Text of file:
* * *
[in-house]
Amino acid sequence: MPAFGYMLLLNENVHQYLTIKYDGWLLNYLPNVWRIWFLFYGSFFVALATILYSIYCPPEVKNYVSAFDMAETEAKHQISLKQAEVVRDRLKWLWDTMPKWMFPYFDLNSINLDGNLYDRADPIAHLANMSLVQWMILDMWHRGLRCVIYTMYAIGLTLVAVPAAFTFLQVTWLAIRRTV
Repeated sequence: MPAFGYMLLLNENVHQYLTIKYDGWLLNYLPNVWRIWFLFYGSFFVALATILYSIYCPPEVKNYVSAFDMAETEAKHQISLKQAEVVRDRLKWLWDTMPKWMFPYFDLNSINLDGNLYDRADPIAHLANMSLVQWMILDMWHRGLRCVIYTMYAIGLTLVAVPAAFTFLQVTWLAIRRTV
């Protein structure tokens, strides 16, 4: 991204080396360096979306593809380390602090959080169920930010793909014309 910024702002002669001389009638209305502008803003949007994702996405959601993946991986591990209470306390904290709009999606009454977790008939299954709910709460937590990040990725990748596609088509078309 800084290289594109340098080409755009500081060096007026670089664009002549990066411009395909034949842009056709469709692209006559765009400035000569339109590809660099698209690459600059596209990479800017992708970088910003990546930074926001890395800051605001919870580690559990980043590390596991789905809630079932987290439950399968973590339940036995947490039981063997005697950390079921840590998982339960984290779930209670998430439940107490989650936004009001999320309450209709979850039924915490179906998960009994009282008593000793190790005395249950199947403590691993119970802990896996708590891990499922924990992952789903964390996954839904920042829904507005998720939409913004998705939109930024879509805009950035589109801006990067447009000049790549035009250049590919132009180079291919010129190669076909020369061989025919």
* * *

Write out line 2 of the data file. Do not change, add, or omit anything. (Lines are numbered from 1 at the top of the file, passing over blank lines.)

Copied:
Amino acid sequence: MPAFGYMLLLNENVHQYLTIKYDGWLLNYLPNVWRIWFLFYGSFFVALATILYSIYCPPEVKNYVSAFDMAETEAKHQISLKQAEVVRDRLKWLWDTMPKWMFPYFDLNSINLDGNLYDRADPIAHLANMSLVQWMILDMWHRGLRCVIYTMYAIGLTLVAVPAAFTFLQVTWLAIRRTV